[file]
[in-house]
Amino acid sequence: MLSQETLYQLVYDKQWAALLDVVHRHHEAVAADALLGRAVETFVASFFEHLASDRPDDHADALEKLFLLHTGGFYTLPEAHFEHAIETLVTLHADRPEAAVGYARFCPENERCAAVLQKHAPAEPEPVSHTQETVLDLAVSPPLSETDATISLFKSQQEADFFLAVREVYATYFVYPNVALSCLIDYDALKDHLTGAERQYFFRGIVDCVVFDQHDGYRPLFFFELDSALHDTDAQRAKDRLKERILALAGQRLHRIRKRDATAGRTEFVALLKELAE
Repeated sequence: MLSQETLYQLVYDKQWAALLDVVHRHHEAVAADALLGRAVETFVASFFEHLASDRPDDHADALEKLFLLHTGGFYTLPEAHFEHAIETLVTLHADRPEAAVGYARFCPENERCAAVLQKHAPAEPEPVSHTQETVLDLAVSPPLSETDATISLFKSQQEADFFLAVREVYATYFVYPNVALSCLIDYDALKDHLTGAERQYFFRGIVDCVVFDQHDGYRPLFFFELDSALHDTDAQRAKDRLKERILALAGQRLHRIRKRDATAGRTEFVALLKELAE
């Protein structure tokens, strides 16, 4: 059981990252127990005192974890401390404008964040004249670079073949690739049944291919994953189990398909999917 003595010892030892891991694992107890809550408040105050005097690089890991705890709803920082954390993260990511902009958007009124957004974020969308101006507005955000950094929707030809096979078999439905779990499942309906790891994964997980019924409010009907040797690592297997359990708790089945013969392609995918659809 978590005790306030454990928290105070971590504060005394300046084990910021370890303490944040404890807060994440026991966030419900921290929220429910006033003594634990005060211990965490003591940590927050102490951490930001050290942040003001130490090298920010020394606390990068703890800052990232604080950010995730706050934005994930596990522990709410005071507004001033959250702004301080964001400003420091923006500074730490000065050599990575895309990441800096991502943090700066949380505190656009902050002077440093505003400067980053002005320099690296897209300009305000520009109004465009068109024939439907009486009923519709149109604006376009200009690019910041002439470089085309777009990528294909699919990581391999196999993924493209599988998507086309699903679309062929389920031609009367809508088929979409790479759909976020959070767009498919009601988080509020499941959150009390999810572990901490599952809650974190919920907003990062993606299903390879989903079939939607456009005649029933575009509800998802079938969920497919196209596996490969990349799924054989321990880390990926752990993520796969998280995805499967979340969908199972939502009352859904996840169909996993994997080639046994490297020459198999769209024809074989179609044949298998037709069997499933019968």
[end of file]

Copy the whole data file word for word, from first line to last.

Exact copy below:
[in-house]
Amino acid sequence: MLSQETLYQLVYDKQWAALLDVVHRHHEAVAADALLGRAVETFVASFFEHLASDRPDDHADALEKLFLLHTGGFYTLPEAHFEHAIETLVTLHADRPEAAVGYARFCPENERCAAVLQKHAPAEPEPVSHTQETVLDLAVSPPLSETDATISLFKSQQEADFFLAVREVYATYFVYPNVALSCLIDYDALKDHLTGAERQYFFRGIVDCVVFDQHDGYRPLFFFELDSALHDTDAQRAKDRLKERILALAGQRLHRIRKRDATAGRTEFVALLKELAE
Repeated sequence: MLSQETLYQLVYDKQWAALLDVVHRHHEAVAADALLGRAVETFVASFFEHLASDRPDDHADALEKLFLLHTGGFYTLPEAHFEHAIETLVTLHADRPEAAVGYARFCPENERCAAVLQKHAPAEPEPVSHTQETVLDLAVSPPLSETDATISLFKSQQEADFFLAVREVYATYFVYPNVALSCLIDYDALKDHLTGAERQYFFRGIVDCVVFDQHDGYRPLFFFELDSALHDTDAQRAKDRLKERILALAGQRLHRIRKRDATAGRTEFVALLKELAE
């Protein structure tokens, strides 16, 4: 059981990252127990005192974890401390404008964040004249670079073949690739049944291919994953189990398909999917 003595010892030892891991694992107890809550408040105050005097690089890991705890709803920082954390993260990511902009958007009124957004974020969308101006507005955000950094929707030809096979078999439905779990499942309906790891994964997980019924409010009907040797690592297997359990708790089945013969392609995918659809 978590005790306030454990928290105070971590504060005394300046084990910021370890303490944040404890807060994440026991966030419900921290929220429910006033003594634990005060211990965490003591940590927050102490951490930001050290942040003001130490090298920010020394606390990068703890800052990232604080950010995730706050934005994930596990522990709410005071507004001033959250702004301080964001400003420091923006500074730490000065050599990575895309990441800096991502943090700066949380505190656009902050002077440093505003400067980053002005320099690296897209300009305000520009109004465009068109024939439907009486009923519709149109604006376009200009690019910041002439470089085309777009990528294909699919990581391999196999993924493209599988998507086309699903679309062929389920031609009367809508088929979409790479759909976020959070767009498919009601988080509020499941959150009390999810572990901490599952809650974190919920907003990062993606299903390879989903079939939607456009005649029933575009509800998802079938969920497919196209596996490969990349799924054989321990880390990926752990993520796969998280995805499967979340969908199972939502009352859904996840169909996993994997080639046994490297020459198999769209024809074989179609044949298998037709069997499933019968």